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Overcriminalization

Cancer-ridden Grandma jailed for her prized xylosma plants

How should a city treat one of its long-time, law-abiding citizens if her mature, decades-old hedges offend aggressive new standards set by city bureaucrats? What if this citizen is a 61-year-old grandmother fighting breast cancer? The answer the City of Palo Alto, California, provided to these questions was to send out two police officers to arrest Kay Leibrand in front of her home and neighbors and to charge her as a criminal. As explained in One Nation Under Arrest, The Heritage Foundation’s new book on overcriminalization, this was an oppressive use of the power to prosecute and punish someone as a criminal – the greatest power any civilized government regularly uses against its own citizens. The City of Palo Alto had numerous other, less oppressive legal options available to it. More and more government officials, however, are using criminal punishment as a brute force weapon for “solving” every problem – regardless of whether that problem is serious or trivial or whether more appropriate and less oppressive options are available. Kay Leibrand’s “offense” was that her street-side xylosma bushes were more than two feet tall. After this cancer-ridden grandmother had her fingerprints taken, had posed for a mug shot, and was arraigned, she was faced with a criminal fine or jail time. This was all because Palo Alto bureaucrats had suddenly decided to engage in hyper-aggressive enforcement of one of its municipal code provisions and to make an example of dangerous scofflaws like Mrs. Leibrand. Ever since they moved in to their earth-tone bungalow on a corner lot in 1966, Mrs. Leibrand and her husband had taken pride in gardening with California’s native plants. The xylosma hedges went in a few years later. Before Palo Alto targeted her, the hedges had never generated any complaints and no one ever suggested, for example, that they impaired visibility or played a role in any accident at the intersection. As a result, Mrs. Leibrand was shocked to receive a “Notification of Violation” from Palo Alto in 2001. Despite being in her eleventh year of battling cancer, she promptly trimmed her hedges. Just a few weeks later, though, the city sent Mrs. Leibrand a second notification. After taking the time to trim her hedges further, Mrs. Leibrand and her husband both inspected the hedges and their intersection and confirmed once again that visibility was unimpaired. Mrs. Leibrand then asked Palo Alto’s Code Enforcement Officer to come to her property to verify that the bushes did not impair visibility or pose a safety hazard. Remarkably, the Code Enforcement Officer refused. He said that Mrs. Leibrand’s case had become “high profile.” He would not, therefore, exercise his discretion to grant her a waiver from Palo Alto’s unprecedented enforcement action. By the Code Enforcement Officer’s refusal to check the “crime scene,” the city failed to ensure that its enforcement action was fulfilling the spirit and purpose of the ordinance, which was designed to promote greater visibility and public safety. Mrs. Leibrand then wrote a letter to Palo Alto’s Chief Planning Official explaining the situation and pleading for fairness. Throughout this battle with the city, Mr. and Mrs. Leibrand had provided photographs showing similarly offending shrubs throughout Palo Alto. The city’s response demanded that Mrs. Leibrand essentially chop down her hedges and threatened her with criminal prosecution. Mrs. Leibrand had pruned her bushes twice. For that reason and due to weather and her illness, she said, she would not prune them again. She added, “I am not convinced that the plants are a safety hazard” and noted the numerous “stop sign violations, speed, and cut-through traffic” that occurred at the intersection. Palo Alto referred the situation to a Special Legal Counsel who apparently recommended that the two Palo Alto police officers be sent to her home to make the arrest. After she was booked, and as an additional indignity before releasing her, the officers demanded a sworn statement that Mrs. Leibrand – a Palo Alto resident for over three decades – would not flee the jurisdiction before trial. Needless to say, Mrs. Leibrand felt singled out for criminal punishment. She was never even afforded a hearing on her hedge trimming before the city arrested her. When she wrote to the Palo Alto city manager explaining her unfair treatment, city officials demonstrated little decency toward a respectable, long-term resident. Their response was to issue a press release proudly announcing that they had arrested and arraigned this oh-so-dangerous criminal. Palo Alto officials and bureaucrats had used the criminal law to create the public example they needed to “encourage” other residents to conform to the city’s aggressive shrub-pruning regime. Soon after Mrs. Leibrand pleaded not guilty and her case was set for trial by jury, Palo Alto officials began negotiating with her to settle the charges. To avoid jail time, Mrs. Leibrand agreed to mow her xylosma hedges down to stumps and make a donation to a tree-planting organization. Sadly, four months after losing her battle for reasonable treatment at the hand of the City of Palo Alto, 61-year-old Kay Leibrand also lost her long-term battle against cancer. To learn more about overcriminalization, Kay Leibrand, and other victims of overcriminalization, order a copy of One Nation Under Arrest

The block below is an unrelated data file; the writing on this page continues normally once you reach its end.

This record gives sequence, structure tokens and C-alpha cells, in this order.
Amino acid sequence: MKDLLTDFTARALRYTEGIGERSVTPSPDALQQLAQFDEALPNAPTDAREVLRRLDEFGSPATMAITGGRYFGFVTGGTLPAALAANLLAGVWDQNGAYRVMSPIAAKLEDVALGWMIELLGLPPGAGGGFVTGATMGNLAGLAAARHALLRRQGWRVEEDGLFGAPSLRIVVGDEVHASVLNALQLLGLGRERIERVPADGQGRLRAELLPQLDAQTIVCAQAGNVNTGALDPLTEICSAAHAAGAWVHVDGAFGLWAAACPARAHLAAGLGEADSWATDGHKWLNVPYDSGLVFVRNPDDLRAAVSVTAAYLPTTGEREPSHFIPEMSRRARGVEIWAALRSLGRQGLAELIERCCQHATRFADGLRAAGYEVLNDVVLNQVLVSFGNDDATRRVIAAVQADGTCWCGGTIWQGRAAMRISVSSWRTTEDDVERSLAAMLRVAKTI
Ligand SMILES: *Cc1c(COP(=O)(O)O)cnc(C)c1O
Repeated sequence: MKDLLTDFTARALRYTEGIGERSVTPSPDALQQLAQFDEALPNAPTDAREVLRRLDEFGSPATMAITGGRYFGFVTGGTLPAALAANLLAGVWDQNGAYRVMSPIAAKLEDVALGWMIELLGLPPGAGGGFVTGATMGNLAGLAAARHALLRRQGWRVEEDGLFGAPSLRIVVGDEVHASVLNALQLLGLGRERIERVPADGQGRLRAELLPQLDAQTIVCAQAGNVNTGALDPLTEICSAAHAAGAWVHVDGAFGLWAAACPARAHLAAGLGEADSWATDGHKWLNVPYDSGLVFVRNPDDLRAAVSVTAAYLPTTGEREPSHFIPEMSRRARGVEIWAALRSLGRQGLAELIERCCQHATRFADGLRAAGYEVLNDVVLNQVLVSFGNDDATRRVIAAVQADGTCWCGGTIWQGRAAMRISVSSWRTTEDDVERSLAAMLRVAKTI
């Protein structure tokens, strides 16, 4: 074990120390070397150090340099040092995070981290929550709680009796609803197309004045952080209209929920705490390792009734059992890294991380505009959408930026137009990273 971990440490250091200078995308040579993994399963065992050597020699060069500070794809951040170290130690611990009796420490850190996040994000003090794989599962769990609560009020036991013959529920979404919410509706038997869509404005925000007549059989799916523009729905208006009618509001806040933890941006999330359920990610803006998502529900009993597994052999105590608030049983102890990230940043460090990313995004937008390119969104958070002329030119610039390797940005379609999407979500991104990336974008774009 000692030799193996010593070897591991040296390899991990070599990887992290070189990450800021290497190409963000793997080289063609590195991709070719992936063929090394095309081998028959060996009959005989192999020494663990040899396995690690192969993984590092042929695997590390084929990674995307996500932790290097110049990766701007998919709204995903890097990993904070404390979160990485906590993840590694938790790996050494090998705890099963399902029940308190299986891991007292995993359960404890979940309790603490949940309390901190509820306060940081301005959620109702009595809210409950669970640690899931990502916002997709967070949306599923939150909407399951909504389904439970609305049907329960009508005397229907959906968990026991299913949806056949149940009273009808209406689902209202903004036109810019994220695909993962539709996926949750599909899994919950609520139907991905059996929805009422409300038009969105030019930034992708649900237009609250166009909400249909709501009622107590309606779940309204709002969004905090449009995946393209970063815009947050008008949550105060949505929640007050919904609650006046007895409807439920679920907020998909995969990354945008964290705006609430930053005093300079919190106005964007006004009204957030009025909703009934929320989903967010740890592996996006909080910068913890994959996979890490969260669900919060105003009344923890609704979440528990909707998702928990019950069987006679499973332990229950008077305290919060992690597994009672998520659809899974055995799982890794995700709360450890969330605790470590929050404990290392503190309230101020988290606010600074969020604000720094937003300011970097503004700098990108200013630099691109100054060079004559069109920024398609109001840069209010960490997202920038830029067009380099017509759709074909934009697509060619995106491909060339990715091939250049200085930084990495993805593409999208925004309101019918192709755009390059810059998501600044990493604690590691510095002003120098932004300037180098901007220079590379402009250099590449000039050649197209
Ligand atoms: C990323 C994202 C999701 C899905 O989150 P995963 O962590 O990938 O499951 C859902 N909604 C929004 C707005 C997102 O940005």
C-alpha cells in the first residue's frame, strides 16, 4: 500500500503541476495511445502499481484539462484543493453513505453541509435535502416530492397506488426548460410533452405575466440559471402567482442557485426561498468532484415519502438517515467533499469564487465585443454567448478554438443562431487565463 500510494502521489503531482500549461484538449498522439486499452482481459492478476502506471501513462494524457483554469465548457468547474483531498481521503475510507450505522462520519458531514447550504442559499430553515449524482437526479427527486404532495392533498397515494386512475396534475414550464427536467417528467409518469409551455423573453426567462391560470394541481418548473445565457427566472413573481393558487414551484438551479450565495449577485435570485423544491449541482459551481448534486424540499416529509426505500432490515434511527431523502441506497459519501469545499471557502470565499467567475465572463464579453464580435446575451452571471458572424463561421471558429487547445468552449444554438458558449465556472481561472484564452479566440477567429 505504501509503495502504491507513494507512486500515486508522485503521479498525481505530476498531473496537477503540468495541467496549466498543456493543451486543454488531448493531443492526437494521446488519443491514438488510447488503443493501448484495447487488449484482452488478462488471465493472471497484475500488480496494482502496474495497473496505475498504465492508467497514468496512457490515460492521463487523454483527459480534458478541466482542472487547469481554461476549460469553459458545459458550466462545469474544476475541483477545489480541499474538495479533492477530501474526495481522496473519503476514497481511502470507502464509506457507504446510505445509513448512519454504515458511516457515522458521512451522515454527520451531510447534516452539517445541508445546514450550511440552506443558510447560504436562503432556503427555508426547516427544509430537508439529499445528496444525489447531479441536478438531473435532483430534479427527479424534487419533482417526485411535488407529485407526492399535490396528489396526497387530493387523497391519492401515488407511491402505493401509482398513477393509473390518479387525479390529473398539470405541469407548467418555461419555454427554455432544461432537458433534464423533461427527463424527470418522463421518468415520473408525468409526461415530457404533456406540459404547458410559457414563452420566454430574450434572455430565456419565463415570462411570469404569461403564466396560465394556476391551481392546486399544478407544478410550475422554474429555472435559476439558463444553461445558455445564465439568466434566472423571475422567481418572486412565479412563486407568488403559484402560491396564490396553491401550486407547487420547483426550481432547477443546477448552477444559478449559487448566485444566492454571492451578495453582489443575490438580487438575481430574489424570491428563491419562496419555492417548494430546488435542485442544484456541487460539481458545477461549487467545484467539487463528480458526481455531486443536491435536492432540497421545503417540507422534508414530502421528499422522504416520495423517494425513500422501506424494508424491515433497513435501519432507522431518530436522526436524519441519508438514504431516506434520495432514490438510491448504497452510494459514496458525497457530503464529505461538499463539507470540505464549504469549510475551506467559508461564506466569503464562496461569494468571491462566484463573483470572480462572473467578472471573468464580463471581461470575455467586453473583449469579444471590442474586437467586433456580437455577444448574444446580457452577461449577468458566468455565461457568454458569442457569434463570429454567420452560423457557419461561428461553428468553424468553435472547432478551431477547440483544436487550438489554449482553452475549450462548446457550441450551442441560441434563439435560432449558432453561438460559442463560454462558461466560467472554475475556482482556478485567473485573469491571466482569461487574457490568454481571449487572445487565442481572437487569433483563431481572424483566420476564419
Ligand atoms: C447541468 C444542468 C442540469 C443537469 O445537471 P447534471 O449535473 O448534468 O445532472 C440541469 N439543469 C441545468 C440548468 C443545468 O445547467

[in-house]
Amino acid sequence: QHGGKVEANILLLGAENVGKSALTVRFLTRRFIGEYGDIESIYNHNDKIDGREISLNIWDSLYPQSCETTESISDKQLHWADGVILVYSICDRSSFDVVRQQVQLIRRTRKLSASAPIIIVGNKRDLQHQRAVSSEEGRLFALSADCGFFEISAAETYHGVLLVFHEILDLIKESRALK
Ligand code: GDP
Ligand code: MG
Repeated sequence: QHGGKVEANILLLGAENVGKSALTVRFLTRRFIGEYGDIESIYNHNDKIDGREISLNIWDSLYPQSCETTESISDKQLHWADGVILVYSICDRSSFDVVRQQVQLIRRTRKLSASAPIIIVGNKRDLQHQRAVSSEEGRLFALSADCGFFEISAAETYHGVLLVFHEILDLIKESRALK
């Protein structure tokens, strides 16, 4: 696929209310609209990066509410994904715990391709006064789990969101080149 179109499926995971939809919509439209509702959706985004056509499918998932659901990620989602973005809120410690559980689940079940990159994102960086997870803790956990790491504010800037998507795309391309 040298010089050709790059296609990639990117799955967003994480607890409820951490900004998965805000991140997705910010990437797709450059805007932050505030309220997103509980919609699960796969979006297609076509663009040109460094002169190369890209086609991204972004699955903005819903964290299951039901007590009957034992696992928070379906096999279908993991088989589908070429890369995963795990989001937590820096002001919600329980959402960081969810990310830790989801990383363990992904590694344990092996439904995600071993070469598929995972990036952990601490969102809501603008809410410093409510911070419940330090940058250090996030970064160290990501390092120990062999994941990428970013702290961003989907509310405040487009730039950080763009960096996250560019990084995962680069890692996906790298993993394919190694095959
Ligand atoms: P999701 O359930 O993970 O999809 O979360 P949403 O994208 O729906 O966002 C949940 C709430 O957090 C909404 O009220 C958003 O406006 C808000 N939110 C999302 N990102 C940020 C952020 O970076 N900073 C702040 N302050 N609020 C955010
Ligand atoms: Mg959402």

(gathered from dailysignal.com/2010/05/14/criminalizing-unsatisfactory-hedge-pruning )

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The Heritage Foundation’s new book on overcriminalization, an oppressive use of the power to prosecute and punish someone as a criminal – the greatest power any civilized government regularly uses against its own citizens.



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